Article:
Partners' support has been associated with both patients' increased and decreased inclination toward health-promoting behaviors. Our hypothesis for understanding this enigma is that it is the interplay between partners' manner of care provision and patients' ability to accept these care efforts that may best predict patients' adherence. Thus, the current study's main goal was to examine the contribution of the interaction between caregivers' support style (sensitive and compulsive) and cardiac patients' sense of relational entitlement (restricted, excessive, assertive, entitlement expectations) to patients' medication adherence. The Adult Caregiving Questionnaire, the Sense of Relational Entitlement Scale, and the Medication Adherence Report Scale were administered to 114 cardiac patients and their partners, during patients' hospitalizations and 6 months later. The lowest levels of medication adherence were detected among patients high on restricted entitlement who were married to partners high on compulsive caregiving style. These findings strengthen our claim that it is the interaction between recipients' personality and providers' support style which explain self-regulatory processes that arise during times of family medical crises.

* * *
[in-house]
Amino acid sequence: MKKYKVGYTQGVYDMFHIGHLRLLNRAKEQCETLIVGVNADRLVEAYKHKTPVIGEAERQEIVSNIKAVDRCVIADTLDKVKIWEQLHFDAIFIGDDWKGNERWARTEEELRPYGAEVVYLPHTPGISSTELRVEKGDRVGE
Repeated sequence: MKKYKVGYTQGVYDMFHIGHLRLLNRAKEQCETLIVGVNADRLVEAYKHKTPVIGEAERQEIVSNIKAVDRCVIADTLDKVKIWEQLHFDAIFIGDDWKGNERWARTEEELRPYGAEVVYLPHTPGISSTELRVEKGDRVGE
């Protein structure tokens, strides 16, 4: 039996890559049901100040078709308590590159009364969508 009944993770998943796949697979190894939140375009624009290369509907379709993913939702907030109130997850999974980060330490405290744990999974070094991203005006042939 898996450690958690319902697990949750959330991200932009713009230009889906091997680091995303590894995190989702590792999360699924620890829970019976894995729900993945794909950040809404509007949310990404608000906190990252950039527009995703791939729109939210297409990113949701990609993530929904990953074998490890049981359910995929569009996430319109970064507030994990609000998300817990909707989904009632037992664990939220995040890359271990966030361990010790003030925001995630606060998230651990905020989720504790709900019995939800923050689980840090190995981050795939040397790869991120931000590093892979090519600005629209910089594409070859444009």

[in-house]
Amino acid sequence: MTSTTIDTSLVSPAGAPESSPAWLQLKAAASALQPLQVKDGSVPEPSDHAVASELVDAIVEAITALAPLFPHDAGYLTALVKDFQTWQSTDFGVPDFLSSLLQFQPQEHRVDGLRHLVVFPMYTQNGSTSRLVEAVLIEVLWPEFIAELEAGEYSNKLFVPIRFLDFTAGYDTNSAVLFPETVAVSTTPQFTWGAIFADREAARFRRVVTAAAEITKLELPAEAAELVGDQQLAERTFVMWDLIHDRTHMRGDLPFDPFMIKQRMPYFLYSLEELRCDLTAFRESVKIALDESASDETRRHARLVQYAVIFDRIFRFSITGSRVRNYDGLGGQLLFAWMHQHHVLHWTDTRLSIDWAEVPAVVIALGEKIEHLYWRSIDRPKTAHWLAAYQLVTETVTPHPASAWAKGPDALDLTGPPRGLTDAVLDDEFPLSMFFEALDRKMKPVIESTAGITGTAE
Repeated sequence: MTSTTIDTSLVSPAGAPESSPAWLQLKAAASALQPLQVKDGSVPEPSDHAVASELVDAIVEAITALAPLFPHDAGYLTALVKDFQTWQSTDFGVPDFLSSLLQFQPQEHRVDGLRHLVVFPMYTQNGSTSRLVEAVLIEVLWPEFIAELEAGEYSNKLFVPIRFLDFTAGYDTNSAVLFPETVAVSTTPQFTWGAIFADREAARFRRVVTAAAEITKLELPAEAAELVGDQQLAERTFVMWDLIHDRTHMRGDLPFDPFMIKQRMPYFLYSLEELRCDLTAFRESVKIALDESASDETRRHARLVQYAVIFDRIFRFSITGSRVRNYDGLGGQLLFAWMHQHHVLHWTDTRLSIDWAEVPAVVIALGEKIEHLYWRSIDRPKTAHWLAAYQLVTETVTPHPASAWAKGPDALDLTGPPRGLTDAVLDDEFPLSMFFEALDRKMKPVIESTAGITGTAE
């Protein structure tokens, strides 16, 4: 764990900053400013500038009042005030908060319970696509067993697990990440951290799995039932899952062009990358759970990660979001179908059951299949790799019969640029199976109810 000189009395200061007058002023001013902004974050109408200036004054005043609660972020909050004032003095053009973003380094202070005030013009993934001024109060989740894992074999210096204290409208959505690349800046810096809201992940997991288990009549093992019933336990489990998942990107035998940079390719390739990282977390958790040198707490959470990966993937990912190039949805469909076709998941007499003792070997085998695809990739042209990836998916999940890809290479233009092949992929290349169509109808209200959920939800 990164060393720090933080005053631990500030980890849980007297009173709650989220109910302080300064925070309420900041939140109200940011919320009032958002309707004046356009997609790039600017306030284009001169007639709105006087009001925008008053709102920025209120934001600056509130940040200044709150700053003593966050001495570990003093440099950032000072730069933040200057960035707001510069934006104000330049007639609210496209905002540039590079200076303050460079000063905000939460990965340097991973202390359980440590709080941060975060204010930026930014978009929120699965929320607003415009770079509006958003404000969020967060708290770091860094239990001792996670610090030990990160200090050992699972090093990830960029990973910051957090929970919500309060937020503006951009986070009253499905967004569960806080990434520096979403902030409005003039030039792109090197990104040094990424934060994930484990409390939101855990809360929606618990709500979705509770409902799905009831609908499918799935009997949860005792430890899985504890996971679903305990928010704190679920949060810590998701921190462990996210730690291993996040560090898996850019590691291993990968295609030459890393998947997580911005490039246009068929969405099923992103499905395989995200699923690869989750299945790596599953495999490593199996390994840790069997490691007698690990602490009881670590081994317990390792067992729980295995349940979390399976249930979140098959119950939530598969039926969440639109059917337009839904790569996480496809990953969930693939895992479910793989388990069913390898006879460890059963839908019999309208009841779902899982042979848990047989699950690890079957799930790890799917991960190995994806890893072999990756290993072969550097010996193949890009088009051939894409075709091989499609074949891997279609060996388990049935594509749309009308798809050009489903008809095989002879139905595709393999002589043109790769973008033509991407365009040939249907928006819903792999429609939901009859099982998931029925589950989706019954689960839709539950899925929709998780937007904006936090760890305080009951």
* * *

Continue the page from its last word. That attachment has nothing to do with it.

- Acute coronary syndrome
- Caregiving styles
- Medication adherence
- Sense of relational entitlement